Sunday, September 18, 2005

19th century educational pioneers vs. the 21st century educational status quo

Following up on my announcements of new electronic versions of classic 19th century works on education by Friedrich Froebel and Herbert Spencer are two examples of the difference between their ideas introduced well over a century ago and the educational practice today.

Last Tuesday's health section of the New York Times had an appalling article, "Tough Day for Kindergartners (and Parents)" by Laurie Tarkan, about the unhappiness both children and their parents face when the children begin attending kindergarten; and how this unhappiness is being dealt with only by increasingly elaborate methods of "greasing the wheels" to make a smoother transition into the system. In the blandly matter-of-fact account of such methods, there isn't the ghost of a suggestion that the system itself is the problem, even as it acknowledges that the new environment is less individualized and breaks up the students' previous relationships with their parents and preschool community. For instance, "not wanting to go to school" is listed as one of the experts' "Signs that the transition may not be going smoothly for a child". Erich Fromm, who had the courage to use psychology to critique rather than reinforce the status quo, pointed out with his concept of an "insane society" that when a society's norms run counter to the conditions for human mental health, what is considered to be normal behavior is actually mental illness.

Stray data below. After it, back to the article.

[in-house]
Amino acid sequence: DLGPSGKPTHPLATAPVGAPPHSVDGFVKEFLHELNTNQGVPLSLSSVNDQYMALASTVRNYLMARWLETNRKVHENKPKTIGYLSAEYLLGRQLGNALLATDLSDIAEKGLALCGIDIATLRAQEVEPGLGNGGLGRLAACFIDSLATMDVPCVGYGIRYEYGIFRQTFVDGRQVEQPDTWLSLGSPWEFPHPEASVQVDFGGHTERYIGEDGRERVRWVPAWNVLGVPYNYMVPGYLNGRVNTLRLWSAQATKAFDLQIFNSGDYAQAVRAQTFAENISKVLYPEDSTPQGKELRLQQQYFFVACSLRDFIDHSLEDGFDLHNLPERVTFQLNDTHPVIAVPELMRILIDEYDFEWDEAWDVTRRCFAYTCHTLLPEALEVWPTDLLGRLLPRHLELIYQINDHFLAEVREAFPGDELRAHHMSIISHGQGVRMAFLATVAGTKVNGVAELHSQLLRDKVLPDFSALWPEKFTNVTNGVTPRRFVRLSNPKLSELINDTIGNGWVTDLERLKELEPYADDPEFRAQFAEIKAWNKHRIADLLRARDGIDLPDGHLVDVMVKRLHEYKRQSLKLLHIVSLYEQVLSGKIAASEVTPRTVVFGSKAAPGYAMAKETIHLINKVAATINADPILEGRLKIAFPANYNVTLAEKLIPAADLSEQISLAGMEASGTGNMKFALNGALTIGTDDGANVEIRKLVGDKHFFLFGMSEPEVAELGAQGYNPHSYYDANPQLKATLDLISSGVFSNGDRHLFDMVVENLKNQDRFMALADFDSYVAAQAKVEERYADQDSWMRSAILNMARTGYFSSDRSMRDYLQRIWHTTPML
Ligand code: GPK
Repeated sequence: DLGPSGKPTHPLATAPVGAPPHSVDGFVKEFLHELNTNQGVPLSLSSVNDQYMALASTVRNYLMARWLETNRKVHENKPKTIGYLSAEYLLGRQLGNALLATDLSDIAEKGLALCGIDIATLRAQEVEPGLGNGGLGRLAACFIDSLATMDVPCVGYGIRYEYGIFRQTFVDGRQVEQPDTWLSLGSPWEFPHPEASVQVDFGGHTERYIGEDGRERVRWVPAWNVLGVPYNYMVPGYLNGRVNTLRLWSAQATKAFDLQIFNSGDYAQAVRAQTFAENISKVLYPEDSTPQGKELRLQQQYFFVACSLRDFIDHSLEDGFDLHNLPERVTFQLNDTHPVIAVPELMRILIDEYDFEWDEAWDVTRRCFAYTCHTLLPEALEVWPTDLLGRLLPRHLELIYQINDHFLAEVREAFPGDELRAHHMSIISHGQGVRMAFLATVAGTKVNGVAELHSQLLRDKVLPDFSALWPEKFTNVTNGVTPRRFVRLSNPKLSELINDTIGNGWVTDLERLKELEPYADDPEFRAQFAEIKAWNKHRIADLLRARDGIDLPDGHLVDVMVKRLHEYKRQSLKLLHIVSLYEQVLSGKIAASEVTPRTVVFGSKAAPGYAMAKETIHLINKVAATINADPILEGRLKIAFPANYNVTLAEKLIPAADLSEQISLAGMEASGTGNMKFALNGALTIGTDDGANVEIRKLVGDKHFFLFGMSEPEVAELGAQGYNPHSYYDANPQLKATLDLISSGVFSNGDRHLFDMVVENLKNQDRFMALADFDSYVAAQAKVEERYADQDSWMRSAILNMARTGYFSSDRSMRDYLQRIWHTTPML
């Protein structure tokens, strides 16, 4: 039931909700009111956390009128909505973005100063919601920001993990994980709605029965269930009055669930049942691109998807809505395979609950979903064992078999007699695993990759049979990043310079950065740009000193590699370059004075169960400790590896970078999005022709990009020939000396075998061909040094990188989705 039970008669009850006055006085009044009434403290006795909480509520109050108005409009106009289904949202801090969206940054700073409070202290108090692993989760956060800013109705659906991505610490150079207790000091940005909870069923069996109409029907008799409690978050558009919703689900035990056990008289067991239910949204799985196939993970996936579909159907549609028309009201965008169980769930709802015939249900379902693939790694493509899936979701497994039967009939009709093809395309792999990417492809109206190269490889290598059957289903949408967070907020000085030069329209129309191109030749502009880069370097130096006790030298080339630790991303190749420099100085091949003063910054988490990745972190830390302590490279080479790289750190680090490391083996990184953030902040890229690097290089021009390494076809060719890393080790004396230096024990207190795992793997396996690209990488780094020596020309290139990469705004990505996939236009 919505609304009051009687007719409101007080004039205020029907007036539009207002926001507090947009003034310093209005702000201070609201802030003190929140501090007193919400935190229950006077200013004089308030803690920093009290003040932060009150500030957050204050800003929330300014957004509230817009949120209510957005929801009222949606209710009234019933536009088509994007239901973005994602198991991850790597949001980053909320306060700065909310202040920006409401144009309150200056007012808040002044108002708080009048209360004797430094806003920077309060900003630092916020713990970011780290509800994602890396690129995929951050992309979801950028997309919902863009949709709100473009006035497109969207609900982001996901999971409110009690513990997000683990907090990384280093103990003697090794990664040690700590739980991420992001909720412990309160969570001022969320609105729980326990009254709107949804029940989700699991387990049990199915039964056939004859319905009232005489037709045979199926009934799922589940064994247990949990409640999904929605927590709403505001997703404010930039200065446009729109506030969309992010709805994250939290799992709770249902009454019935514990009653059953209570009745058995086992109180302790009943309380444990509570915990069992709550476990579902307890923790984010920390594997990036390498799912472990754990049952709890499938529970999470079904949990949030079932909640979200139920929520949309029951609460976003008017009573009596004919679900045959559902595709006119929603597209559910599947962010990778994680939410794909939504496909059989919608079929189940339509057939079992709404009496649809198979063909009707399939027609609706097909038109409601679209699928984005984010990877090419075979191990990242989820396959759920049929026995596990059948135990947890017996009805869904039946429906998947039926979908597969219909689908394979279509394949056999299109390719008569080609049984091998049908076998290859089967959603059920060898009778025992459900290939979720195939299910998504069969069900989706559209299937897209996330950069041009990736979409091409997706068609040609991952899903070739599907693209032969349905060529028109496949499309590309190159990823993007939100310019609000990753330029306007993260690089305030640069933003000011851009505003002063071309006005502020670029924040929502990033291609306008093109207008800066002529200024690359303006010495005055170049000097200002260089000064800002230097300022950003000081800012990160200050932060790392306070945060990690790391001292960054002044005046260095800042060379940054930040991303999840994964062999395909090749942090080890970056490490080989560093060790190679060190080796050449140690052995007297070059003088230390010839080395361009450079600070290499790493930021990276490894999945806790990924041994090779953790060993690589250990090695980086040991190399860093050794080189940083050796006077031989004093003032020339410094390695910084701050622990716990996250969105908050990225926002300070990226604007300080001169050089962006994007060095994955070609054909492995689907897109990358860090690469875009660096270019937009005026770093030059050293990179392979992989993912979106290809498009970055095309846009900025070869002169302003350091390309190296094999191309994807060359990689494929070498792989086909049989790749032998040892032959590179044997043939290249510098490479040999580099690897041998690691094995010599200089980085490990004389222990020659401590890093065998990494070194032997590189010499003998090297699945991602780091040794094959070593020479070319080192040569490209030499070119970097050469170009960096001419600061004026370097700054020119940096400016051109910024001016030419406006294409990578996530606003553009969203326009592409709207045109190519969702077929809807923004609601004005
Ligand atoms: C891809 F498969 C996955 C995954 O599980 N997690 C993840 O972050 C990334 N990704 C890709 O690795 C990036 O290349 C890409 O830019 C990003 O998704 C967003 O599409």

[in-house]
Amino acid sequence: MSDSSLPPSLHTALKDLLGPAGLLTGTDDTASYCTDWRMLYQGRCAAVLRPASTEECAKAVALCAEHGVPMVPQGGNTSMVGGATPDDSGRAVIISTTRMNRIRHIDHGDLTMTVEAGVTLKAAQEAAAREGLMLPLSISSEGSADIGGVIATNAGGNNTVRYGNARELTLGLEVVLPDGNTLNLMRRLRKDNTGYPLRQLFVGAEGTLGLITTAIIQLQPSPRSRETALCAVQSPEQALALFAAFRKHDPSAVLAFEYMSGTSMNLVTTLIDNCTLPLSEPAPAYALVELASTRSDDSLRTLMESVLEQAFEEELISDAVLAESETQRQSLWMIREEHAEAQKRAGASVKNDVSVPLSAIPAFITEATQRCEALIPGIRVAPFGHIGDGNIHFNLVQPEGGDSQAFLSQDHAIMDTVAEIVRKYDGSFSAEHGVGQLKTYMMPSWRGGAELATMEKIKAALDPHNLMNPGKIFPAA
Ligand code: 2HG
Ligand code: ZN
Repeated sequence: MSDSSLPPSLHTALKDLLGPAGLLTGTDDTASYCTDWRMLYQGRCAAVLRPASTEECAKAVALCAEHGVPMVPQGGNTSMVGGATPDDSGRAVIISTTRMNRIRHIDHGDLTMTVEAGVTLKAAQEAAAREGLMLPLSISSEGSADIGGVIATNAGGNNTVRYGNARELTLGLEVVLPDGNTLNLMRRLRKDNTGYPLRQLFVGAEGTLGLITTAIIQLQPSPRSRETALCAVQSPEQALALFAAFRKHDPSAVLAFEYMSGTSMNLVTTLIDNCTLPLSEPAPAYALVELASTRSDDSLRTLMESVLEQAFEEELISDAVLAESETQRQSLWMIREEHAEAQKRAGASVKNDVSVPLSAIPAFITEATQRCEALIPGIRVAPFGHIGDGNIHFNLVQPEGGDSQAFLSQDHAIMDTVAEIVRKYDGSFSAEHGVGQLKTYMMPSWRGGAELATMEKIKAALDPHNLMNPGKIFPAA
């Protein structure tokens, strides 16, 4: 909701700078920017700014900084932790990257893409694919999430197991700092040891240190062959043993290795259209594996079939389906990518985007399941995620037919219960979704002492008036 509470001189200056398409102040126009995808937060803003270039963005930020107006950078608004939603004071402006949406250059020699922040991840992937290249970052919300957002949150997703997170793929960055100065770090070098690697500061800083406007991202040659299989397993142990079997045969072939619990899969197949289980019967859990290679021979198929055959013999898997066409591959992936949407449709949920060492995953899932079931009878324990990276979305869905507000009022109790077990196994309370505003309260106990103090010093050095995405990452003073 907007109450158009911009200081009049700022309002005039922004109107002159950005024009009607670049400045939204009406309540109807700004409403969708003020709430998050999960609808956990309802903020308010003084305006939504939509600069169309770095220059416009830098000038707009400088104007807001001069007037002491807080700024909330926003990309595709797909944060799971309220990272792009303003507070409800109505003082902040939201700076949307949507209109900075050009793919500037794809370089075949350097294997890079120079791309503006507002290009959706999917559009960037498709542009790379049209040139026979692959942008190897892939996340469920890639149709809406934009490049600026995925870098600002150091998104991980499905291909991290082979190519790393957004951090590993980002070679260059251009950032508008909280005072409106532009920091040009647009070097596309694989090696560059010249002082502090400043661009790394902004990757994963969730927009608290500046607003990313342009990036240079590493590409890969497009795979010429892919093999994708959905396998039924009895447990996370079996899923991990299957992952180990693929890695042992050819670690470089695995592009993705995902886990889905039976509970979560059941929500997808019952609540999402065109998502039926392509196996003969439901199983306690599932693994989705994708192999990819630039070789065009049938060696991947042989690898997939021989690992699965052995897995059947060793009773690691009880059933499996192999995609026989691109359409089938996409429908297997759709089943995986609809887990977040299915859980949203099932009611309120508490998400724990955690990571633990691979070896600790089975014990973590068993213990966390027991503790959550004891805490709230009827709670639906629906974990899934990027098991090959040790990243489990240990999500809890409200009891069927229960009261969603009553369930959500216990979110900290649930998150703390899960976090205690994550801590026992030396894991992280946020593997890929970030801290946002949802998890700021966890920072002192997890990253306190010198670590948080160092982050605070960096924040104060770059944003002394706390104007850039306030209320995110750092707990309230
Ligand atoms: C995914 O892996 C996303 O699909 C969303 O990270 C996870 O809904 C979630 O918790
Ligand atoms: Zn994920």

Could there be a greater indication of how modern kindergartens, with their ever-greater "academic demands" in order to "move the needle on achievement", and their function of breaking kids away from their parents and into an artificial environment before clamping down on them with stricter control in later grades, are the polar opposite of the intentions of Friedrich Froebel when he created the kindergarten? He was recognized as one of the first educational theorists to insist that education has to follow the needs of children rather than molding them to educators' preconceived ideas, and that the teacher's responsibility should be to assist the students in developing their own abilities and inclinations to learn. He was the sort of guy who as a teenager apprenticed with a forest ranger in the local Thuringian Forest so that he could be in the middle of nature.

For the real thing read his autobiography.

And in contrast to Spencer's ideas on physical education in which "free plays are vastly better than formal exercises of any sort" (Charles W. Eliot), comes this snippet from the letters section of this month's National Geographic, about a photograph in the May 2005 issue (in the same feature, by the way, which discussed a market socialist hippie commune last month):
I was disturbed by the photo showing children in the FBI's on-site day-care center being "marched" to recess. Can someone explain what educational purpose is served by requiring the children to walk with their hands on their head like they are under arrest?
to which the editors matter-of-factly reply:
Teacher at the Lasting Impressions Child Development Center—a nationally accredited program—employ follow-the-leader type activities to get the children organized and concentrated on going out to recess.... This particular day the teacher asked them to walk outside with their hands on their head.
So even walking out to recess has to be done in a controlled matter!? Words fail me.

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